As our fifth and last strategic direction, we aim to work more systematically across the entire spectrum of displacement. This means, to be clear, that we are strongly committed to a more decisive and predictable engagement with internally displaced people, in collaboration with OCHA and other partners, and within the established coordination mechanisms.
We have already stepped up our capacity - including through new guidelines and the revitalization of the relevant clusters. But more is needed. Our IDP engagement is still uneven across operations; our budget structure and financial processes can lead us to de-prioritise IDP operations; and we are sometimes simply too hesitant to engage. I have therefore asked the Assistant High Commissioner for Operations to lead a review of IDP responses globally, in order to better understand what needs to change to make our engagement more coherent and predictable.
These five core directions will be underpinned by a reinvigorated commitment to partnerships and alliances, shaped by the outcomes of the World Humanitarian Summit. We are leveraging respective strengths and comparative advantages with agencies in the UN system. Partnerships with NGOs remain crucial. They are a key interlocutor in defining and pursuing strategic priorities. Working with, and supporting national responders (in line with commitments made through the “Grand Bargain” process) continues to be central to our work. Last year we entrusted 38 percent of our budget to 938 partners, of whom more than two thirds were national authorities or national NGOs, and we hope to further accelerate this trend.
There is a growing recognition that forced displacement is now a global challenge for which we must mobilize a much broader range of actors. This allows us - among other things - to engage more decisively than ever before with the private sector. I very much welcome individuals and companies as increasingly prominent and visible partners. They are often well-positioned to drive policy change and influence public opinion. I applaud - among many other efforts - George Soros’ recent pledge of half a billion dollars for companies, start-ups and other initiatives by refugees and migrants. It shows that business does not only bring money, but also technical expertise, creativity, and innovation. And this, distinguished delegates, can be another extraordinary factor of change.
My predecessor, António Guterres, left a strong, effective organisation after ten years at its helm. Let me pay tribute to him for having steered UNHCR with exceptional skill and humanity through a period of unprecedented challenges; and for leaving behind an excellent group of senior managers, including Deputy High Commissioner Kelly Clements, and Assistant High Commissioners George Okoth-Obbo and Volker Türk. Let me take this opportunity to thank all Senior Management Committee members - who are here on the podium today - for their dedication, and the patient and effective support they provide to me every day.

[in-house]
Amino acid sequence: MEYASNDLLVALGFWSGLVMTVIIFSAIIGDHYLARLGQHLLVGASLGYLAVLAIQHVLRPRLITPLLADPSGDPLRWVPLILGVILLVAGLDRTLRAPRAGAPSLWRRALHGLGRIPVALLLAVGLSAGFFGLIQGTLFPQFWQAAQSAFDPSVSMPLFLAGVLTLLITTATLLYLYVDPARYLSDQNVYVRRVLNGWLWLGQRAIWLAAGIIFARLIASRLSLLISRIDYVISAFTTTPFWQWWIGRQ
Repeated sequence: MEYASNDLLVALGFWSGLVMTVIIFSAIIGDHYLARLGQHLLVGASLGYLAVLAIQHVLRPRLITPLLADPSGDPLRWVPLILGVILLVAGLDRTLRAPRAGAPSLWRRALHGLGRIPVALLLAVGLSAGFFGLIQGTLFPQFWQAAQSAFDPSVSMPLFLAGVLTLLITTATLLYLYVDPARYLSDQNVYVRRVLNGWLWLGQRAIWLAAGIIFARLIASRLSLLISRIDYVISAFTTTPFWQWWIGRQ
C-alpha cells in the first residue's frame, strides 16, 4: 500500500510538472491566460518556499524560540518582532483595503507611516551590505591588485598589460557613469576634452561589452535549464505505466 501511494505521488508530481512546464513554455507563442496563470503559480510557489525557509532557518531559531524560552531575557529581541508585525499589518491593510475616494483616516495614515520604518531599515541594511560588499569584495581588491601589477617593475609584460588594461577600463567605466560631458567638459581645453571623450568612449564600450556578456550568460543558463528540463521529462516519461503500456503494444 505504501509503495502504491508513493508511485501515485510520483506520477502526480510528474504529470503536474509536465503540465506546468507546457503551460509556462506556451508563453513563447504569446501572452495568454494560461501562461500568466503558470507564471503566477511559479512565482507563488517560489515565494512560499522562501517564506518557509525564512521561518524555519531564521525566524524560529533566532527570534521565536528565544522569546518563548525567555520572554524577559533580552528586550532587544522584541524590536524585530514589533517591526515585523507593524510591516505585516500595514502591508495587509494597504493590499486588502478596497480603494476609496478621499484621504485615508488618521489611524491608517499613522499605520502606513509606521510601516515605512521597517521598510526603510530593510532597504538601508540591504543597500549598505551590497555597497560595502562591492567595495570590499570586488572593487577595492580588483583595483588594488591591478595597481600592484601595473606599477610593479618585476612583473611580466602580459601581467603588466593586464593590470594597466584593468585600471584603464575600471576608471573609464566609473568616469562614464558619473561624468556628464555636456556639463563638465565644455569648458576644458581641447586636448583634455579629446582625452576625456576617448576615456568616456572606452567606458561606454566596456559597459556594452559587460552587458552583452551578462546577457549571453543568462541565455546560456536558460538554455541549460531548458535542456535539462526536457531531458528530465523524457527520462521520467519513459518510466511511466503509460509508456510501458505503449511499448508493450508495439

Building on my predecessor’s work, we have identified a number of areas in which our internal capacities and systems need to be further strengthened to be able to decisively pursue the core directions I have just described. Later this week, the Deputy High Commissioner will speak more extensively about these issues. I will flag only some crucial points.
Our internal processes have become heavy, and compliance with multiple instructions diverts attention from our direct engagement with people. There is a very urgent need to simplify procedures, processes and other management tools, while ensuring that we maintain the highest standards of accountability.
We will review our planning and resource allocation processes, building in a multi-year element based on the pilots already under way, and rewarding investment in solutions. We will soon start an overhaul of our results based management system to provide for a simplified framework. And we are strengthening and improving our oversight arrangements.
At the same time, in line with our “Grand Bargain” commitments, we will also pursue greater efficiencies, working with other agencies in needs assessments, in harmonising and simplifying reporting requirements, and in reducing procurement and logistics costs.
In parallel, we have started streamlining our policy development processes, to minimise the volume of prescriptive guidelines issued to the field. We have commissioned a review of UNHCR’s three headquarters locations and regional service centres. This will assess the extent to which their functions align with our strategic directions, and are providing the best possible support to field operations.
I am also particularly keen to continue to invest in our proximity to refugees and other people of concern to us, through our network of 464 offices in 129 countries, often located in remote, inaccessible and insecure places. Please remember that almost half of our field staff live and work in high-risk locations and as such, we will continue to make robust investments in security risk management. In this respect I would like to single out the courage and dedication of our national colleagues, two of whom tragically lost their lives in attacks in Mogadishu in the past year.
We will pursue creativity and innovation, recognising that new technologies, ideas and approaches have a powerful role to play in advancing protection and solutions. We will accelerate the solid work already undertaken, expanding our range of partners - particularly with the private sector - and embedding innovation more prominently within our operations.
I want to highlight two key innovation areas. The first is to expand refugee access to mobile phone technology and the internet. For many refugees, connectivity is a key protection tool, without which their ability to access vital information, communicate with loved ones, develop key skills and stay in touch with the global community is substantially diminished.